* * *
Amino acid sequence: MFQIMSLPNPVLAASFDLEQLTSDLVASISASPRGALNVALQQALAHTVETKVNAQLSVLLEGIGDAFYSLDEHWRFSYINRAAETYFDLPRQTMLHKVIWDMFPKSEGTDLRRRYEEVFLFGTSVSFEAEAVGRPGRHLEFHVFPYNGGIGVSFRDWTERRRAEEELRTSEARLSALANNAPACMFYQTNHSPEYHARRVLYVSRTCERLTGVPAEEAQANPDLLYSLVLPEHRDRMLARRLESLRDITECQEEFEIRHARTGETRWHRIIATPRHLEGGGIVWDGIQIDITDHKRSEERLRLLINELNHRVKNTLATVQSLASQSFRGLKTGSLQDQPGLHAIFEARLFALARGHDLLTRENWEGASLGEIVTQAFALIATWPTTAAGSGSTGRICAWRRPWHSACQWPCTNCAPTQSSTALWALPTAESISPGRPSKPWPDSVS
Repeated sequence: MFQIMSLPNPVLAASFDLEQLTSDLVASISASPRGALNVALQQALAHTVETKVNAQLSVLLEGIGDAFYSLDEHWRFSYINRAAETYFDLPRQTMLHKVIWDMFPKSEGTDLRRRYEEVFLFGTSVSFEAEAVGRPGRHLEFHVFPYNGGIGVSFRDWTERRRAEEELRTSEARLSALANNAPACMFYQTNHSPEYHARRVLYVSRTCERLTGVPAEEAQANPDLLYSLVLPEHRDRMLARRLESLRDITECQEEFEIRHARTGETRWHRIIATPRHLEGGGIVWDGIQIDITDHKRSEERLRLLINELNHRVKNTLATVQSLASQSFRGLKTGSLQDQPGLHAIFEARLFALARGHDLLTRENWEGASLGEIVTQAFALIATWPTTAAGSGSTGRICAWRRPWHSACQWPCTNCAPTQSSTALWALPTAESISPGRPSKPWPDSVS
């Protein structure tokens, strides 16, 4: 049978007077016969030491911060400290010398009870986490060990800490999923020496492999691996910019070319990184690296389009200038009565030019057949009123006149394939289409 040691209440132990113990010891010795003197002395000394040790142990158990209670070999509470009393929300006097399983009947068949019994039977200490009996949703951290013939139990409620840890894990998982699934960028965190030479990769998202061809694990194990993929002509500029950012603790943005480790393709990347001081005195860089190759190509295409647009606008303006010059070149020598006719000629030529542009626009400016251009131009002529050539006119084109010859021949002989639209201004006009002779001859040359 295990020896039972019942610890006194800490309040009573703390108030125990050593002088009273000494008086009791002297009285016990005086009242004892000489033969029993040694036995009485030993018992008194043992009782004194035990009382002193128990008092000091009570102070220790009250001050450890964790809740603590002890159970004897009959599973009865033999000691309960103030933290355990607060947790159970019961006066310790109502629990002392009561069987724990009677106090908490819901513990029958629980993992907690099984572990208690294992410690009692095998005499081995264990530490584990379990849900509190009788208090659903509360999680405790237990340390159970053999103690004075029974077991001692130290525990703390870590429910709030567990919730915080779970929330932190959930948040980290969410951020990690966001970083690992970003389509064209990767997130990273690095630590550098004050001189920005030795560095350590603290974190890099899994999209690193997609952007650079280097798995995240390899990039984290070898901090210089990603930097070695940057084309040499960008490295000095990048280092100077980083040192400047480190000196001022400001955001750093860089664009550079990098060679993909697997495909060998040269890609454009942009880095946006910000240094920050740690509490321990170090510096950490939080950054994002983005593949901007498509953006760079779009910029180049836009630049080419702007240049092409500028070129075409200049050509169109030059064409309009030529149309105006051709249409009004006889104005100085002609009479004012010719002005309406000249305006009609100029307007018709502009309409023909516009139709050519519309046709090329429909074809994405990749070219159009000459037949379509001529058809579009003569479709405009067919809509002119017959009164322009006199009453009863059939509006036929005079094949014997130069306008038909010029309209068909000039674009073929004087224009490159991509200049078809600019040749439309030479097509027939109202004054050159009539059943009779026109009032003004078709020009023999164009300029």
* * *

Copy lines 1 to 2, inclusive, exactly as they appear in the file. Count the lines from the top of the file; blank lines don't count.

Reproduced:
Amino acid sequence: MFQIMSLPNPVLAASFDLEQLTSDLVASISASPRGALNVALQQALAHTVETKVNAQLSVLLEGIGDAFYSLDEHWRFSYINRAAETYFDLPRQTMLHKVIWDMFPKSEGTDLRRRYEEVFLFGTSVSFEAEAVGRPGRHLEFHVFPYNGGIGVSFRDWTERRRAEEELRTSEARLSALANNAPACMFYQTNHSPEYHARRVLYVSRTCERLTGVPAEEAQANPDLLYSLVLPEHRDRMLARRLESLRDITECQEEFEIRHARTGETRWHRIIATPRHLEGGGIVWDGIQIDITDHKRSEERLRLLINELNHRVKNTLATVQSLASQSFRGLKTGSLQDQPGLHAIFEARLFALARGHDLLTRENWEGASLGEIVTQAFALIATWPTTAAGSGSTGRICAWRRPWHSACQWPCTNCAPTQSSTALWALPTAESISPGRPSKPWPDSVS
Repeated sequence: MFQIMSLPNPVLAASFDLEQLTSDLVASISASPRGALNVALQQALAHTVETKVNAQLSVLLEGIGDAFYSLDEHWRFSYINRAAETYFDLPRQTMLHKVIWDMFPKSEGTDLRRRYEEVFLFGTSVSFEAEAVGRPGRHLEFHVFPYNGGIGVSFRDWTERRRAEEELRTSEARLSALANNAPACMFYQTNHSPEYHARRVLYVSRTCERLTGVPAEEAQANPDLLYSLVLPEHRDRMLARRLESLRDITECQEEFEIRHARTGETRWHRIIATPRHLEGGGIVWDGIQIDITDHKRSEERLRLLINELNHRVKNTLATVQSLASQSFRGLKTGSLQDQPGLHAIFEARLFALARGHDLLTRENWEGASLGEIVTQAFALIATWPTTAAGSGSTGRICAWRRPWHSACQWPCTNCAPTQSSTALWALPTAESISPGRPSKPWPDSVS